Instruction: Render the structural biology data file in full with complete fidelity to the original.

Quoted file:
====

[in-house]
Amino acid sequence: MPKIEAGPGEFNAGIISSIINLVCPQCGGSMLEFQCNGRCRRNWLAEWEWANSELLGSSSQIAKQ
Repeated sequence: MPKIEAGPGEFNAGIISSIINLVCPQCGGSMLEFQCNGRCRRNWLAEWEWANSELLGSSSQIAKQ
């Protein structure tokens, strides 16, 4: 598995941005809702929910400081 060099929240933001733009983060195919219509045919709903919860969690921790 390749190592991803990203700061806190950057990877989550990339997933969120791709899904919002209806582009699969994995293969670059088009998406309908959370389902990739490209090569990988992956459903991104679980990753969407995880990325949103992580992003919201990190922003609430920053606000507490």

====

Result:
[in-house]
Amino acid sequence: MPKIEAGPGEFNAGIISSIINLVCPQCGGSMLEFQCNGRCRRNWLAEWEWANSELLGSSSQIAKQ
Repeated sequence: MPKIEAGPGEFNAGIISSIINLVCPQCGGSMLEFQCNGRCRRNWLAEWEWANSELLGSSSQIAKQ
């Protein structure tokens, strides 16, 4: 598995941005809702929910400081 060099929240933001733009983060195919219509045919709903919860969690921790 390749190592991803990203700061806190950057990877989550990339997933969120791709899904919002209806582009699969994995293969670059088009998406309908959370389902990739490209090569990988992956459903991104679980990753969407995880990325949103992580992003919201990190922003609430920053606000507490």